For leading groups:

1. Being well-organized with a group plan in place every single class or rehearsal keeps you on track. When you have been doing this for years and years, it becomes easy to coast, but then the tendency to become diffuse through endless merging with the crowd energy easily takes over.

I would not be able to lead with what business schools are calling ‘Resonant Leadership’ if I did not take the time to be organized. This includes regular moderate exercise, meditation/prayer, nutritionally sound meals and regular “play.”

2. In order to stay centered and lead effectively, I set up my room early and then usually leave and do not return until a few minutes before rehearsal starts. I can not visit with people before rehearsal because I will automatically start to merge with their energy and it pulls my focus from the task at hand. I have asked choir members NOT to speak with me before rehearsals, and need to remind them of this from time to time. There are always those who need your attention to feel good about themselves and I have learned to draw limits. They will continue to come at you until they learn. Sort of like parenting…

3. I treat myself seriously as someone who needs to gather energy from inside myself before proceeding and leading effectively. (Introverted personality.)

3. I try to make sure I am vocally warm-up. (see posts on Healing Vocal Fold Paralysis.)

4. I use a microphone, not only as I recover from the paralysis, but because I have come to value the energy it takes to project continually. This is especially true for rooms full of children, those over 65 and in rooms that have noisy fans blowing or old air conditioners. Most singers take pride in their ability to project and I know several classroom teachers who boast of their ability to be heard. Good for them. But as a recovering vocal paralysis patient, Clairsentient and Empath, a microphone helps me focus on the sound of my own voice while I am helping others find their voice. It returns me to myself in the midst of what used to feel like a chaotic ocean of propelling through others’ auras and energies.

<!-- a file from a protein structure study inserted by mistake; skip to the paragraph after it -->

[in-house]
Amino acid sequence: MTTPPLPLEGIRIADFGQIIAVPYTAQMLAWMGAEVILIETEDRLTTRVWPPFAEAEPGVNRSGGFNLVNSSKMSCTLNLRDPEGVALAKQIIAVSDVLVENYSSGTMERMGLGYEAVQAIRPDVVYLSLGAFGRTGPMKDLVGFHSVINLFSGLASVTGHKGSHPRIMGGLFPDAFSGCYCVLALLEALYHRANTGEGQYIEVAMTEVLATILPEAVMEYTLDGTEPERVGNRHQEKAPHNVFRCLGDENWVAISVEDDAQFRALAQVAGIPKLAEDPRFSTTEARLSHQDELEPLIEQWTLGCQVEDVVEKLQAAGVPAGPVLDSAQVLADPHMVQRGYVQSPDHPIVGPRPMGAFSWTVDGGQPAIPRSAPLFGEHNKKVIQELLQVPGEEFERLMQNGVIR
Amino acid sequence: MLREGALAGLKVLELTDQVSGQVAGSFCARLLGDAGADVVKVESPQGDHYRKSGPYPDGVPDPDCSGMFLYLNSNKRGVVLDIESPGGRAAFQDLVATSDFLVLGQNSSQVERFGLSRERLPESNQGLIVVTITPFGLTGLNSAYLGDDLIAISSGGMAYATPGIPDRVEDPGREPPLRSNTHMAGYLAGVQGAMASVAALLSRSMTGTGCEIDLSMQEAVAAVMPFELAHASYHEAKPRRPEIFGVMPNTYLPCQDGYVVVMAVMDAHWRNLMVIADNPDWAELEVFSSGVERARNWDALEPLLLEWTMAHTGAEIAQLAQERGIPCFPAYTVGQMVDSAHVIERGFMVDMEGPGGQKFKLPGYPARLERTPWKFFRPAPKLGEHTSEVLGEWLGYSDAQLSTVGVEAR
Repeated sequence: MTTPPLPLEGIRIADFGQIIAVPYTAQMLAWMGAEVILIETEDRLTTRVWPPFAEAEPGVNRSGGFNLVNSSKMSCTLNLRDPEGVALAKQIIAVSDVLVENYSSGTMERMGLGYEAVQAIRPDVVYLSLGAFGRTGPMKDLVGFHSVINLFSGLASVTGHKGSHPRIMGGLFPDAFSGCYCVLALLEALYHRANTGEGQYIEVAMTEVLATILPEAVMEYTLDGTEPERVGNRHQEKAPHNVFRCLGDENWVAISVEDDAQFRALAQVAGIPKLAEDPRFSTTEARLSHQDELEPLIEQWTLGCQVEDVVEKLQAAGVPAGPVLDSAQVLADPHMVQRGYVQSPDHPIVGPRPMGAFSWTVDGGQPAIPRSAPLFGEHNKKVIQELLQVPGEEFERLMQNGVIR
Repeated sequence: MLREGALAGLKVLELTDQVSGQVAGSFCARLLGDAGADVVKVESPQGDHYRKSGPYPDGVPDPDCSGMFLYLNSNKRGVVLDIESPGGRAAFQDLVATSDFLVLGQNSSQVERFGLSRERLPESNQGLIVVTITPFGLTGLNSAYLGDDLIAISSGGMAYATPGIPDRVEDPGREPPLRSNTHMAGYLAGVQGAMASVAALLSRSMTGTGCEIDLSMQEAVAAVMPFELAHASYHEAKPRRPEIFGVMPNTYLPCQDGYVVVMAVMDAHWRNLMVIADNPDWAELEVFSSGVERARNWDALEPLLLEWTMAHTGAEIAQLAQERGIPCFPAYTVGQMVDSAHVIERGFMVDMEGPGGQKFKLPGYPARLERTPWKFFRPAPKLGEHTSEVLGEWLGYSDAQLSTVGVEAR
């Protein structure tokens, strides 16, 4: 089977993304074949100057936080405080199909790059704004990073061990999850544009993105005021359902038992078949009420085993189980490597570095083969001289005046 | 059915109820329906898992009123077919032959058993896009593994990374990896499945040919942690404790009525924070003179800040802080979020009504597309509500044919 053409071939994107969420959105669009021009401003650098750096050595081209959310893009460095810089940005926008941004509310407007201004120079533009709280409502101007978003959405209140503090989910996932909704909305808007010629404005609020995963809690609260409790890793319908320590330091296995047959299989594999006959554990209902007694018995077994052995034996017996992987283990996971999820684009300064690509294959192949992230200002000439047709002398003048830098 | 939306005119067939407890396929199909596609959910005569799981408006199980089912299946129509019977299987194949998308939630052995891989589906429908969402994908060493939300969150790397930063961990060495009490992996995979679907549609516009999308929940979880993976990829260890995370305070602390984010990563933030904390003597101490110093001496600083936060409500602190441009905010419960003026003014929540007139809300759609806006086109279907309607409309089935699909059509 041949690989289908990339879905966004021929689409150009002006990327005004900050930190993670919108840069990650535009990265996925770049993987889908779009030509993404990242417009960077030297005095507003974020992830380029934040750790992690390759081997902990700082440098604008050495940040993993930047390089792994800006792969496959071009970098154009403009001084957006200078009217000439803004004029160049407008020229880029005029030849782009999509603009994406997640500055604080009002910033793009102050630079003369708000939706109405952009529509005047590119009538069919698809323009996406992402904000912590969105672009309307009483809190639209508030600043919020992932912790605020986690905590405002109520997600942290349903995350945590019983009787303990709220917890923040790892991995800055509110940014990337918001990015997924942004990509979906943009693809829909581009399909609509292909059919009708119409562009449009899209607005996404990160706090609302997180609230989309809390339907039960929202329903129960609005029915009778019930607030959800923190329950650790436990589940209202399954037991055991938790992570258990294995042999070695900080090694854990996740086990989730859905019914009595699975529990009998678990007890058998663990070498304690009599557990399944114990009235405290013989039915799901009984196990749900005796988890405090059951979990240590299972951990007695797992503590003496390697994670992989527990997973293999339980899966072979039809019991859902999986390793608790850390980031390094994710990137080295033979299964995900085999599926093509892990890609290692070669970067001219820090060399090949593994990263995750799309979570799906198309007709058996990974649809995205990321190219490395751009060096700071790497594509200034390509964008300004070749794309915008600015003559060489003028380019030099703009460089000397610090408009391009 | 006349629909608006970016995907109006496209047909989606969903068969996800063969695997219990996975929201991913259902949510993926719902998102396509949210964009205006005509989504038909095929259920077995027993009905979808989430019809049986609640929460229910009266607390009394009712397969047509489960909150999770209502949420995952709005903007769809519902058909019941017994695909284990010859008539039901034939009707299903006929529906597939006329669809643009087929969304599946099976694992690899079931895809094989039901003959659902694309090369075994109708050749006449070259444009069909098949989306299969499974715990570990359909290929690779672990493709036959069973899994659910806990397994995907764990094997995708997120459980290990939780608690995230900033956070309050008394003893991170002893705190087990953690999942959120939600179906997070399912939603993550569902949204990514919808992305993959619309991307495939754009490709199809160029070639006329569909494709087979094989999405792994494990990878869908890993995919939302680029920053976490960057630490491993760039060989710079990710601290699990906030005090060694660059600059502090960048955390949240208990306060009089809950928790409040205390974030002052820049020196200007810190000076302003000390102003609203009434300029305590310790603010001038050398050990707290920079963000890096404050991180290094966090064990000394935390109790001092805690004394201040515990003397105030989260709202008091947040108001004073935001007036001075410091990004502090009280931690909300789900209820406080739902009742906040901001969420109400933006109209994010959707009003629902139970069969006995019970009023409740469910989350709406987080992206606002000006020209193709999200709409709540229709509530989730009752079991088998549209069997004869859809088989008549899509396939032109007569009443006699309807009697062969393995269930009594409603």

The results are well worth it, for the group as well as me. Music, Joy and Learning fill almost every second of rehearsal. Personality conflicts and special needs’ students don’t suck up as much of my time and energy.

I have had to learn to accept and hone my particular gifts as well as let go of ego defenses that I built up over a lifetime to protect the gifts in the first place.

When you teach, you are teaching who you ARE even more than what techniques you use or what you have learned.

Mid-Life Manifesto


“I no longer have patience for certain things, not because I’ve become arrogant, but simply because I reached a point in my life where I do not want to waste more time with what displeases me or hurts me.


I have no patience for cynicism, excessive criticism and demands of any nature. I lost the will to please those who do not like me, to love those who do not love me and to smile at those who do not want to smile at me. I no longer spend a single minute on those who lie or want to manipulate.


I decided not to coexist anymore with pretense, hypocrisy, dishonesty and cheap praise. I do not tolerate selective erudition nor academic arrogance. I do not adjust either to popular gossiping. I hate conflict and comparisons.


I believe in a world of opposites and that’s why I avoid people with rigid and inflexible personalities.


In friendship I dislike the lack of loyalty and betrayal. I do not get along with those who do not know how to give a compliment or a word of encouragement.


…. And on top of everything I have no patience for anyone who does not deserve my patience.

– Meryl Streep

All photos taken by Cate Frazier-Neely

Columbia Heights’ Farmers’ Market/Washington, DC

Scenes from a trip to a farmer’s market in Columbia Heights–an area of Washington, DC

Farmer’s Market food colors and shapes are better than porn as far as I am concerned….













What do you suppose is in here? Need to find out sometime.